Fires

'Lights on the Lake': Barge catches fire after Tahoe fireworks spectacular

A barge on Lake Tahoe used to launch fireworks caught fire late Wednesday night.
A barge on Lake Tahoe used to launch fireworks caught fire late Wednesday night.

One of three barges responsible for launching the Fourth of July high-flying pyrotechnic show "Lights on the Lake" caught fire after lights over South Lake Tahoe dimmed Wednesday night.

“This wasn’t an ‘ooh’ and ‘ahh’ explosion; it was probably a lift charge,” said Eric Guevin, fire marshal of the Tahoe Douglas Fire Protection District.

The 20-by-60-foot motorless barge consisting of a heavy timber deck atop steel pontoons launched over 100 explosives from lift charges, or fiberglass gun barrels, that eject the balls of fireworks that explode high above the lake.

The fireworks crews dutifully checked each gun barrel after the show and extinguished one fire that was likely caused by paper or debris that ignited after the launch, Guevin said.

The Fire District responded later to reports of a fire at approximately 11:30 p.m and found the barge ablaze with 20- to 30-foot flames, the fire marshal said.

The Fire District responded with the Marine 24, a high-powered fireboat added to the force last year, which was able to extinguish the barge blaze in six minutes and avoid catastrophic damage or further detrimental impact to the lake.

The fiberglass tubes are held in place by wooden pallet-like racking, which might have contributed to the “very fierce” fire, said Guevin.

“Environmentally, if the barge would have sunk, it would have been a mess,” Guevin said.

The fire was extinguished quickly and firefighters launched a boom, akin to those deployed in an oil spill, to corral debris for quicker cleanup Thursday morning.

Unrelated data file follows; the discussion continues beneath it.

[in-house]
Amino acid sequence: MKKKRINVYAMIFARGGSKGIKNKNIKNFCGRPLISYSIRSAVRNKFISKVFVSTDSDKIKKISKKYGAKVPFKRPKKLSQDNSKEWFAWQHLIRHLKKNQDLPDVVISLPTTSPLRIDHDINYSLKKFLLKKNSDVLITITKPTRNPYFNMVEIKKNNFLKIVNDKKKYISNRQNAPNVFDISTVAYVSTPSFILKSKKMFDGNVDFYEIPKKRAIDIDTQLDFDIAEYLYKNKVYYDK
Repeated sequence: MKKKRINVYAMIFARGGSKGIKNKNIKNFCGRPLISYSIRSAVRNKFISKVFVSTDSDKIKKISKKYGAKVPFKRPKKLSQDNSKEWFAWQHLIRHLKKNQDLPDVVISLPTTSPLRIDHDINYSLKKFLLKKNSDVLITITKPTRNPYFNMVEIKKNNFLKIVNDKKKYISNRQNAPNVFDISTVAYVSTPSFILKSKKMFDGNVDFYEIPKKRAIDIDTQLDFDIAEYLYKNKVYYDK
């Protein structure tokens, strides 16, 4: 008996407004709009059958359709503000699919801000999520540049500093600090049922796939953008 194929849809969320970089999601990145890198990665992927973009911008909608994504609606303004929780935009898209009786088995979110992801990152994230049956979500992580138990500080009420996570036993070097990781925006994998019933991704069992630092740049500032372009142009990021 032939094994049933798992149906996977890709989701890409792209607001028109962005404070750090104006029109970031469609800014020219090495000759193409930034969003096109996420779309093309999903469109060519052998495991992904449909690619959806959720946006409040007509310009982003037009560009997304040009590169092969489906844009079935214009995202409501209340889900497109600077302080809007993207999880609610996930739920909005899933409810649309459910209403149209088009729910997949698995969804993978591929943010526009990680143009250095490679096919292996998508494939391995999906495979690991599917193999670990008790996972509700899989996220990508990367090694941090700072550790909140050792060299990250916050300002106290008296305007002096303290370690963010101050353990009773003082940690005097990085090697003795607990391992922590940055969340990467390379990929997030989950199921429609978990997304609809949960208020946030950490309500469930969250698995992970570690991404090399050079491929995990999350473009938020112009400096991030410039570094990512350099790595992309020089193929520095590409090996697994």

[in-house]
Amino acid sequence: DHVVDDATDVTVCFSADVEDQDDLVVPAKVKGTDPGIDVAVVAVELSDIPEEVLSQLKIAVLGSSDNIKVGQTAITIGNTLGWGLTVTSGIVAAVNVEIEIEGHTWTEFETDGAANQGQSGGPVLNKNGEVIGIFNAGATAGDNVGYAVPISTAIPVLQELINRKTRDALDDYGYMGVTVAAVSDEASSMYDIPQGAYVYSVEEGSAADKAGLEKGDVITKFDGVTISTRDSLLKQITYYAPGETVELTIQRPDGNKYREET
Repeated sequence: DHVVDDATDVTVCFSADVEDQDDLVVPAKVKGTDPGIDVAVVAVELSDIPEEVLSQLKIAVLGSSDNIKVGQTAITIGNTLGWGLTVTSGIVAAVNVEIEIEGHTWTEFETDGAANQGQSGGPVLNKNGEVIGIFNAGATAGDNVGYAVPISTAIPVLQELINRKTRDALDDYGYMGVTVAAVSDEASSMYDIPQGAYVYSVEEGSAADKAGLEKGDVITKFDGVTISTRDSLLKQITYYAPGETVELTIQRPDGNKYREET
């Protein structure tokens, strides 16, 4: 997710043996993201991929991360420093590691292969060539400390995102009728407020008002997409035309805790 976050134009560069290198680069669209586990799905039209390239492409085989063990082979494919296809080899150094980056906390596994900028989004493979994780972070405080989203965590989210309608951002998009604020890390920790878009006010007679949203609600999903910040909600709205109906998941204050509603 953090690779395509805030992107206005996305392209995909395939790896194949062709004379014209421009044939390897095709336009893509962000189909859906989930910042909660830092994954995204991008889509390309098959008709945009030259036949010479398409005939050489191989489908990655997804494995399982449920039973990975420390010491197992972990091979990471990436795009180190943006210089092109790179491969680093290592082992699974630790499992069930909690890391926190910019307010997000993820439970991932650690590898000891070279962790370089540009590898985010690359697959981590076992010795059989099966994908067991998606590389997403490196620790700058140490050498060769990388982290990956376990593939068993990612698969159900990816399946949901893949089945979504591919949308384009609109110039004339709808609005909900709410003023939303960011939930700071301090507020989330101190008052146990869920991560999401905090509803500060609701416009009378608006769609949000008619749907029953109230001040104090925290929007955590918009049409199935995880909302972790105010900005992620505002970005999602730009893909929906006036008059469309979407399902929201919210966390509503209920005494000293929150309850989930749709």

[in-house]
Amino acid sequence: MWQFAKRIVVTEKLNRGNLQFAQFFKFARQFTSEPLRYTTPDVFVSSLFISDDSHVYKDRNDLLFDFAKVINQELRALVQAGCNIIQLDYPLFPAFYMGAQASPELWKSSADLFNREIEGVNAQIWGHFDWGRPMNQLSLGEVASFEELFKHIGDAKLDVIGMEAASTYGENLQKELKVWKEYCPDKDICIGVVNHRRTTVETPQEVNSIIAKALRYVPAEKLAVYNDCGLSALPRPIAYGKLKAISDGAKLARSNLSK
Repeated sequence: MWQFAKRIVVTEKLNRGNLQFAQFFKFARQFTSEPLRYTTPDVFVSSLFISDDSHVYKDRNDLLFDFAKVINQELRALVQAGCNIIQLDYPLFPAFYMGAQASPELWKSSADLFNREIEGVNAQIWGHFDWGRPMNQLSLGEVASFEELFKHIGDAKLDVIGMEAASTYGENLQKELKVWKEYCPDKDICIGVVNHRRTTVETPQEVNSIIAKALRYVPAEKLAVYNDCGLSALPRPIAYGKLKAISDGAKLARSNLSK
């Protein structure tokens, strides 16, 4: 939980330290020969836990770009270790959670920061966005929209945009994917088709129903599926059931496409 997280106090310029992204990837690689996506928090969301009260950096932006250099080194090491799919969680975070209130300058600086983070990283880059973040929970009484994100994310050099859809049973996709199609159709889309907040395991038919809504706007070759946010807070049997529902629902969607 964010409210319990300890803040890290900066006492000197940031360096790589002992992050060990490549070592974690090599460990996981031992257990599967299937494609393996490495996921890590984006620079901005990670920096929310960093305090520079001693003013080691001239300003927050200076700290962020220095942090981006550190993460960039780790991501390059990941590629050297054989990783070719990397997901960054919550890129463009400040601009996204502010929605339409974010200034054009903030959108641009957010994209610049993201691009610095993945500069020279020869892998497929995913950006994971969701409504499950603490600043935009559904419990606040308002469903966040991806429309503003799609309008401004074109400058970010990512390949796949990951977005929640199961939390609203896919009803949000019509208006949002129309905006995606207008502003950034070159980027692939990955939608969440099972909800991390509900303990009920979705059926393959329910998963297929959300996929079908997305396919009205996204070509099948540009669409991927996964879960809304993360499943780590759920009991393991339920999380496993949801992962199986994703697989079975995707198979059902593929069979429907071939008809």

Because the barge was motorless, no engine, oil or fuels were present. The deck was charred, Guevin said, from the cleanup site early Thursday, and wood and plastics are the majority of what burned and remain to be cleaned up in the lake.

The new boat, with its 1,050-gallon-per-minute fire hose, “is basically a fire engine that is on the water,” Guevin said.

The only one of its kind on Lake Tahoe, the Marine 24 "knocked the heat right out of it and extinguished" the fire, the fire marshal said, and can be credited for the speedy containment and limited damage

The Marine 24 replaced an older vessel that could pump 800 gallons of water a minute directly from the lake, according to the fire district.

However, the fleet’s older fireboat presented other limitations.

“It was difficult to control and nighttime operations would have been difficult,” Guevin said.

Without a fireboat, Guevin said, “we would have been hamstrung. We wouldn’t have been able to do much at all other than watch it burn.”

Significant damage was done to the fireworks company's electronic components aboard the barge, which were responsible for the show's wireless execution.

  Comments